The pandemic has pushed Japan from its reign as the world’s largest investor. As the global recovery rolls out, the country is ready to take back its position through various investments in the infrastructure sector and renewable energy projects.
Global foreign direct investment (FDI) flows dropped by 35% in 2020 to USD1 trillion from USD1.5 trillion in 2019, according to the latest UN Conference on Trade and Development’s (UNCTAD) “World Investment Report 2021”. As a key player in foreign direct investment, Japan is not an exception.
The report published in June last year showed that Japan’s FDI outflows significantly decreased by 49% to USD116 billion in 2020 from USD227 billion in 2019 and were the world’s second-largest FDI outflows after China, which remained high at USD133 billion in 2020, a slight decrease from USD137 billion in 2019.
However, the recent issue of UNCTAD’s Investment Trends Monitor as of January 2022 shows that global FDI flows showed a strong rebound in 2021, increasing 77% to an estimated USD1.65 trillion from USD929 billion, surpassing their pre-pandemic levels. The report also stipulated that investors are keen on investments in the infrastructure sector, and the financing of renewable energy and industrial real estate projects.
Japanese FDI outflows are recovering slowly but steadily. Japanese multinational companies had been facing unprecedented challenges, partly due to delayed vaccinations and prolonged severe border controls. However, as Japan’s economy rebounds to the pre-pandemic level, Japanese investors have begun to contribute considerably to growth in a post-pandemic recovery.
Investment in sectors relevant to the UN Sustainable Development Goals (SDGs) is one of the major motives for such a recovery, which is the same inclination as that of most of the investors of developed economies.
Japanese multinational companies are required to do business in a transparent and accountable manner in various issues, including environmental concerns, diversity and inclusion, and governance.
Principle No.2 of the Corporate Governance Code of the Tokyo Stock Exchange (the code) defines the importance of sustainability as a “commitment to sustainable growth with environmental, social and governance (ESG) aspects”, in conjunction with corporate social responsibility and engagement with stakeholders under the stewardship code.
Principle No.3 of the code also provides the disclosure rules, including ESG factors for listed companies, which are essential to ensuring transparency and accountability under the stewardship code. With growing awareness of the UN SDGs, the recent amendment to the supplementary rule to principle No.3 introduced disclosure requirements, including much more detailed information involving concrete growth strategies to achieve sustainability and the impact of climate change risks on their business activities.
Generally speaking, it is imperative that large corporations with worldwide exposure should recognise the importance of ESG elements and adapt their business activities to international norms. It is fair to say that some Japanese corporations, regardless of the size, are still struggling to raise their ESG profiles, although they are aware that the ESG initiatives would impact their corporate value in all sectors.
A July 2021 survey by the Teikoku Data Bank shows that the top three popular activities towards the UN SDGs are goal 8 (decent work and economic growth), goal 7 (affordable and clean energy), and goal 3 (climate action). Japanese multinational corporations are keen on investing in projects in the renewable energy sector, which would contribute to their ESG performance and recovery of Japan’s FDI outflows.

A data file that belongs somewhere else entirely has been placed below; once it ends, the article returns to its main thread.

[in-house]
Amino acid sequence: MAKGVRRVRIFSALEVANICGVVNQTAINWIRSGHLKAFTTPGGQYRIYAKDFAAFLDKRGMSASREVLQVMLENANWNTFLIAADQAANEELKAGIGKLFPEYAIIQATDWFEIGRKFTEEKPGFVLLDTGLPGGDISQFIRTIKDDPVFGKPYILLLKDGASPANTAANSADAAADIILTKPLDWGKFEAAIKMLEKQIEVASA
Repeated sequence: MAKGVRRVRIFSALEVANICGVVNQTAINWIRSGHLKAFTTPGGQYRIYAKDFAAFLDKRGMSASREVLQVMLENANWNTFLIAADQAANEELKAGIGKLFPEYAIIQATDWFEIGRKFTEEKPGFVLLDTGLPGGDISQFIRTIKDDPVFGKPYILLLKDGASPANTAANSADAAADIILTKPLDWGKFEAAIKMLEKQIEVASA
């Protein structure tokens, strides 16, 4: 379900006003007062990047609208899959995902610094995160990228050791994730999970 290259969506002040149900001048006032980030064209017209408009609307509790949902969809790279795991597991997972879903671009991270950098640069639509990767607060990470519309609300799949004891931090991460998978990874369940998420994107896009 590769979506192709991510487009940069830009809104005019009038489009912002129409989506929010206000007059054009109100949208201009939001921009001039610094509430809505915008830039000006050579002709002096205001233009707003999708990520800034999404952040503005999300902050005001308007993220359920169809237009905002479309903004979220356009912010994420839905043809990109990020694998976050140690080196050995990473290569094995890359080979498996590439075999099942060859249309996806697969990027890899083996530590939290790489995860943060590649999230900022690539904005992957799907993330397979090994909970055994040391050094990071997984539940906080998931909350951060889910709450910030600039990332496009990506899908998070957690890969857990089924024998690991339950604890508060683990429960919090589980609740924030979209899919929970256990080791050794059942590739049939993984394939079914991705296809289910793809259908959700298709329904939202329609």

CARBON NEUTRALITY BY 2050
In October 2020, then Japanese prime minister Yoshihide Suga declared that the country would achieve carbon neutrality by 2050. The “Green growth strategy through achieving carbon neutrality by 2050” was implemented by the Ministry of Economy, Trade and Industry (METI), which was followed by the fifth reinstatement of the energy plan together with the 2050 energy mix in 2021.
Japan has shifted to decarbonisation, although at the 26th Conference of the Parties to the UN Framework Convention on Climate Change (COP26) in Glasgow in November 2021, Japan received the “Fossil of the day” award by the Climate Action Network (CAN) that recognised countries as being slow to act in the fight against climate change.
Japanese Prime Minister Fumio Kishida pledged at COP26 to support developing nations in Asia that promote power generation using ammonia and hydrogen to contribute to reducing greenhouse gas emissions. Recent Japanese FDI outflows are driven by this governmental initiative, which are mainly towards energy and infrastructure sectors in developing countries.
The national agendum for carbon neutrality as well as increasing pressure on ESG compliance would strongly suggest that Japanese corporations should make their business models and operations more environment-conscious in various sectors, not to mention in the energy sector. Investing in renewable energy power generation, which accounts for about 50-60% of Japan’s 2050 energy mix, is not the only solution.
A company might explore ways of fundamentally transforming business and operational models, which could be a lengthy process to become a stainable company in a carbon-neutral society. It should also be noted that Japan has not decided to abandon coal-fired thermal power generation (with green innovation technology, including carbon capture, utilisation and storage, and carbon recycling), which comprises 26% of the 2030 energy mix.
Masako Takahata is the vice president and chair of the international arbitration committee of the Japan In-House Lawyers Association (JILA) in Tokyo
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